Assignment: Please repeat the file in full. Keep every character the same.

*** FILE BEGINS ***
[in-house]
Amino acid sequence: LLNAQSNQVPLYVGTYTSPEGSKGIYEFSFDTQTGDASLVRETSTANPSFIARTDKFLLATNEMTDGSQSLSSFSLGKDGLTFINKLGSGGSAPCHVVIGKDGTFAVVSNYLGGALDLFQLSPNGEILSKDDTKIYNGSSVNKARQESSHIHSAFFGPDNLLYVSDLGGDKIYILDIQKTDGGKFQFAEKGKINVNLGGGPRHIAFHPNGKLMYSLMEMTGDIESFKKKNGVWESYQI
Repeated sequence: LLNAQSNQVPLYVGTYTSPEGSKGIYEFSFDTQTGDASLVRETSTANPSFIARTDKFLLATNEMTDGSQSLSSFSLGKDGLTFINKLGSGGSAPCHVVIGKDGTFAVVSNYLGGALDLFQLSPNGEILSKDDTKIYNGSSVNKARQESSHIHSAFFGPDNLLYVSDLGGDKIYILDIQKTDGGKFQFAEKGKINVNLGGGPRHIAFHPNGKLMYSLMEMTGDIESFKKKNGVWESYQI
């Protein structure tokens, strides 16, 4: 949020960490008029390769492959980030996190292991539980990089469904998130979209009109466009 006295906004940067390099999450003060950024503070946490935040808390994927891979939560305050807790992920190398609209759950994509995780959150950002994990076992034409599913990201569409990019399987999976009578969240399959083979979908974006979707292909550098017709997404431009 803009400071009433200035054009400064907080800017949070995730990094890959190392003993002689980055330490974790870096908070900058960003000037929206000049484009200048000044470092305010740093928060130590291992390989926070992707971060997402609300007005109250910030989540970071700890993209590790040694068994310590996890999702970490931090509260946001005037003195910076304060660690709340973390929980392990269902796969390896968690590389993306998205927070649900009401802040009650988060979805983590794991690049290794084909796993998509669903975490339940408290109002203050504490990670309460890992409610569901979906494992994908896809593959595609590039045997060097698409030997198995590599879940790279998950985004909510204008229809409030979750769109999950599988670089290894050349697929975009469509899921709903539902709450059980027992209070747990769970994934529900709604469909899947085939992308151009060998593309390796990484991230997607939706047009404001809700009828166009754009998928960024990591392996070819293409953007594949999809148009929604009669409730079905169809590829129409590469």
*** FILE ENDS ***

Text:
[in-house]
Amino acid sequence: LLNAQSNQVPLYVGTYTSPEGSKGIYEFSFDTQTGDASLVRETSTANPSFIARTDKFLLATNEMTDGSQSLSSFSLGKDGLTFINKLGSGGSAPCHVVIGKDGTFAVVSNYLGGALDLFQLSPNGEILSKDDTKIYNGSSVNKARQESSHIHSAFFGPDNLLYVSDLGGDKIYILDIQKTDGGKFQFAEKGKINVNLGGGPRHIAFHPNGKLMYSLMEMTGDIESFKKKNGVWESYQI
Repeated sequence: LLNAQSNQVPLYVGTYTSPEGSKGIYEFSFDTQTGDASLVRETSTANPSFIARTDKFLLATNEMTDGSQSLSSFSLGKDGLTFINKLGSGGSAPCHVVIGKDGTFAVVSNYLGGALDLFQLSPNGEILSKDDTKIYNGSSVNKARQESSHIHSAFFGPDNLLYVSDLGGDKIYILDIQKTDGGKFQFAEKGKINVNLGGGPRHIAFHPNGKLMYSLMEMTGDIESFKKKNGVWESYQI
């Protein structure tokens, strides 16, 4: 949020960490008029390769492959980030996190292991539980990089469904998130979209009109466009 006295906004940067390099999450003060950024503070946490935040808390994927891979939560305050807790992920190398609209759950994509995780959150950002994990076992034409599913990201569409990019399987999976009578969240399959083979979908974006979707292909550098017709997404431009 803009400071009433200035054009400064907080800017949070995730990094890959190392003993002689980055330490974790870096908070900058960003000037929206000049484009200048000044470092305010740093928060130590291992390989926070992707971060997402609300007005109250910030989540970071700890993209590790040694068994310590996890999702970490931090509260946001005037003195910076304060660690709340973390929980392990269902796969390896968690590389993306998205927070649900009401802040009650988060979805983590794991690049290794084909796993998509669903975490339940408290109002203050504490990670309460890992409610569901979906494992994908896809593959595609590039045997060097698409030997198995590599879940790279998950985004909510204008229809409030979750769109999950599988670089290894050349697929975009469509899921709903539902709450059980027992209070747990769970994934529900709604469909899947085939992308151009060998593309390796990484991230997607939706047009404001809700009828166009754009998928960024990591392996070819293409953007594949999809148009929604009669409730079905169809590829129409590469």